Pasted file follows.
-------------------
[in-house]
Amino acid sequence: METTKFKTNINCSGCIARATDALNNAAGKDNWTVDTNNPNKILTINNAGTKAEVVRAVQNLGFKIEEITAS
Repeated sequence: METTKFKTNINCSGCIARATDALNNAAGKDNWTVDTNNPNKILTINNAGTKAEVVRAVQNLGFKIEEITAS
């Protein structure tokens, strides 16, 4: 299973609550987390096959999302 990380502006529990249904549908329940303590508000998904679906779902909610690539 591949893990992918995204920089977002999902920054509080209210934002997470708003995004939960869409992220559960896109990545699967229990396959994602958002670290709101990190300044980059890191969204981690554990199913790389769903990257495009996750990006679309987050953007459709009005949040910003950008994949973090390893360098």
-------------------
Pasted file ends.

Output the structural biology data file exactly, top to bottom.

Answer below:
[in-house]
Amino acid sequence: METTKFKTNINCSGCIARATDALNNAAGKDNWTVDTNNPNKILTINNAGTKAEVVRAVQNLGFKIEEITAS
Repeated sequence: METTKFKTNINCSGCIARATDALNNAAGKDNWTVDTNNPNKILTINNAGTKAEVVRAVQNLGFKIEEITAS
């Protein structure tokens, strides 16, 4: 299973609550987390096959999302 990380502006529990249904549908329940303590508000998904679906779902909610690539 591949893990992918995204920089977002999902920054509080209210934002997470708003995004939960869409992220559960896109990545699967229990396959994602958002670290709101990190300044980059890191969204981690554990199913790389769903990257495009996750990006679309987050953007459709009005949040910003950008994949973090390893360098």